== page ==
Over the years, thousands of men and women from Africa leave their home countries to go abroad in search of opportunities.
Living off the narrative that “the grass is greener in the North” where colonisers came from, thousands of youths and the economically active ages leave to various destinations.
The majority risk life and limb on the perilous trip across borders, rivers and seas in search of a better life.
While others might not be that courageous to navigate their way into the dangerous waves of the Mediterranean Sea and risk drowning, they cross into neighbouring countries, in anticipation of an El Dorado of some sort.
Stories are too of people who drowned or were swept away by the Limpopo River as they attempted to seek a better life down South.
Hundreds of Somalis navigate dangerous forests and mountains and dice with dangerous animals, while making their way to Zimbabwe or South Africa in search of opportunities.
Faced with the possibility of queuing for a few jobs, high levels of poverty and dim prospects of a better future within their countries, the majority eventually opt to leave.
While others have fared well after leaving their home countries and have seemingly settled well, it has not been a bed of roses for those who often find the going difficult and eventually resort to crime.
Owing in part to labour shortages in certain sectors, an expanding global economy and the long-term trend of ageing populations, migration, however, brings with it complications which should not be there if there was no external interference in African governance issues.
Former United Nations secretary general the late Kofi Annan couldn’t have put it better when he said migration brings with it “many complex challenges”.
Some of these challenges and issues include human rights abuse, economic challenges, labour shortages and unemployment, the brain drain, multiculturalism and integration and flows of refugees and asylum seekers.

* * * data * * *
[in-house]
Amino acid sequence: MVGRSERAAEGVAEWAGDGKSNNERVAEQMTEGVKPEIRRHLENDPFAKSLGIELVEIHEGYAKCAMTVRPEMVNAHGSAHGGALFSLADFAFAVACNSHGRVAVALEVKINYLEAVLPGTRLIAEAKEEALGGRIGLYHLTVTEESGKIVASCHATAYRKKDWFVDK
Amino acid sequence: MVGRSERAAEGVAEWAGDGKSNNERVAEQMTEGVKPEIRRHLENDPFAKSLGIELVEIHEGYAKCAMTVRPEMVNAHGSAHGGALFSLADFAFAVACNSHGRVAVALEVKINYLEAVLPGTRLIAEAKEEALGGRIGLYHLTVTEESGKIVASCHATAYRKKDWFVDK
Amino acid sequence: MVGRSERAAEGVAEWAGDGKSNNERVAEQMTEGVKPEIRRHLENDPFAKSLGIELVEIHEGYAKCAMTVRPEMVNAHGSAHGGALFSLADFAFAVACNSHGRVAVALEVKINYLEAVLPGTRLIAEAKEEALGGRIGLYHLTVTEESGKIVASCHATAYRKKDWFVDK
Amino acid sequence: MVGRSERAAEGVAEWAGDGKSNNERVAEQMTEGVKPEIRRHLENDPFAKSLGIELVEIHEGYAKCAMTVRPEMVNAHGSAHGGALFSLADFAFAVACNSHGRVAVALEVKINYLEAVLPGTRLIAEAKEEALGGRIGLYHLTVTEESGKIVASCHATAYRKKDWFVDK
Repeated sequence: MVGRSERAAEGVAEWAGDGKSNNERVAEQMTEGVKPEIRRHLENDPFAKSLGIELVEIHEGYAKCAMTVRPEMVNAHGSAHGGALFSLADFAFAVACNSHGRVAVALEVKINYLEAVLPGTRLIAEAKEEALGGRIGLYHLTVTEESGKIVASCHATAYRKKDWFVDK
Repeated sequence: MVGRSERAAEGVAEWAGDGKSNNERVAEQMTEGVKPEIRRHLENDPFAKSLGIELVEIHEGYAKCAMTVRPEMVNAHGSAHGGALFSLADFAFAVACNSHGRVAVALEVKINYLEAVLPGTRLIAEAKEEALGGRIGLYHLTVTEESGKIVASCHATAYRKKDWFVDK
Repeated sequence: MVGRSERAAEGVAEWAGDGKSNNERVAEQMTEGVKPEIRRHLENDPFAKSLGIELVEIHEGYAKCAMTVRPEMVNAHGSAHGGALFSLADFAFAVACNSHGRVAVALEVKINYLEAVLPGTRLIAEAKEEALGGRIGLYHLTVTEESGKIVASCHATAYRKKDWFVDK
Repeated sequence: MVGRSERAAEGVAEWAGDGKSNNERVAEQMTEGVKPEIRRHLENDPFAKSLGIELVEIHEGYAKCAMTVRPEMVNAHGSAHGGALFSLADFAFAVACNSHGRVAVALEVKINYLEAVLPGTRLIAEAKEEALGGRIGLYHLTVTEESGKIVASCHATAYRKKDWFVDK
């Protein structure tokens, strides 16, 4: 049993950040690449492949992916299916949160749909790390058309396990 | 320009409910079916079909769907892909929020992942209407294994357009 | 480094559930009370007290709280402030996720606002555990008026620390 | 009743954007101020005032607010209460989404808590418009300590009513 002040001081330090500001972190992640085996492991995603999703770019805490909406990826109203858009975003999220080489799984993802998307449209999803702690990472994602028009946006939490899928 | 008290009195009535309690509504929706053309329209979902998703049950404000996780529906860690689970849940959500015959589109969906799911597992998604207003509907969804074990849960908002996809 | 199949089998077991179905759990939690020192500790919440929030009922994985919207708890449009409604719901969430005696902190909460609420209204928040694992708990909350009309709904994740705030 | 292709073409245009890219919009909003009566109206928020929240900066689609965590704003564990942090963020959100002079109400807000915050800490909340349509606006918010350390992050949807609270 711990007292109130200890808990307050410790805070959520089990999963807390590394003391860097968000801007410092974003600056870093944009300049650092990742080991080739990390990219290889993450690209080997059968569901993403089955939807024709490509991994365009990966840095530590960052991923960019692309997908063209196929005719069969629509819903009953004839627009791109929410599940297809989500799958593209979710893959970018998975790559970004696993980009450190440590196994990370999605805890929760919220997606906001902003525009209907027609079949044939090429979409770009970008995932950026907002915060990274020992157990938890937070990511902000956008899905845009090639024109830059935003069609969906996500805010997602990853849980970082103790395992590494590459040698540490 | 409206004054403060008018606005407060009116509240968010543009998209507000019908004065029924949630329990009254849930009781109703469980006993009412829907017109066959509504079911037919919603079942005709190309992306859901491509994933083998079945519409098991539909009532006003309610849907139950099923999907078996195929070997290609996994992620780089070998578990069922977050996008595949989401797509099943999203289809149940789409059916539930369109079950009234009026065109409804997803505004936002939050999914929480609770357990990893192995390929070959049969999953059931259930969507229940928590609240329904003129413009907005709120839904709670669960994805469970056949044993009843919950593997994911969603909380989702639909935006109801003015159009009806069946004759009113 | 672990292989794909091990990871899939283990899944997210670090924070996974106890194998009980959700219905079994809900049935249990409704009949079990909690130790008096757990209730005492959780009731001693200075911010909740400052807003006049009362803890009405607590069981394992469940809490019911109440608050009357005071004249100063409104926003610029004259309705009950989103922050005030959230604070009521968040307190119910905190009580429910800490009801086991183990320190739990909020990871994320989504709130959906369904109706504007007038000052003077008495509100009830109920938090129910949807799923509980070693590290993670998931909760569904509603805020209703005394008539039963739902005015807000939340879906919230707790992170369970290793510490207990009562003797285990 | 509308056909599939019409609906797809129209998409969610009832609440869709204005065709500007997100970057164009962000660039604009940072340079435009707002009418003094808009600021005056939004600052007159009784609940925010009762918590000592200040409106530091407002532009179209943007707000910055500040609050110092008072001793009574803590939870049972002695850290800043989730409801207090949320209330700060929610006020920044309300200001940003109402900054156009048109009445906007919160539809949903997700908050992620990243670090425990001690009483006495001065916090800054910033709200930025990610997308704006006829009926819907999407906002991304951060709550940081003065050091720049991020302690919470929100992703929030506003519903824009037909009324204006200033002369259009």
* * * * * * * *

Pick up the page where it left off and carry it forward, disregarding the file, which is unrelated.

Perhaps what Annan, was referring to was the undue influence that the West has over its African counterparts that stifles development to such an extent that sovereign countries are not able to provide and plan for their people without restrain.
Africa boasts of vast natural resources that range from farmland, forests to the oil reserves, mineral deposits and its waters.
Outside the challenges Africa faces, external interference continues to hamper the continent’s efforts to fully realise its potential.
The chronic instability and violence that characterises everyday life in some African countries is to a great extent influenced by external interests at play within these nation’s political trajectory.
Several African countries are already under siege from exploitation by former colonies who are putting unnecessary economic, social and political pressure on sovereign states, to abide by economic templates, which leave these African states worse off than they were.
Years after its dismal failure to spur economic growth, it still boggles the minds what really was the purpose of the Economic Structural Adjustment Programmes that were foisted on African states as conditions of getting financial assistance from the Bretton Woods Institutions.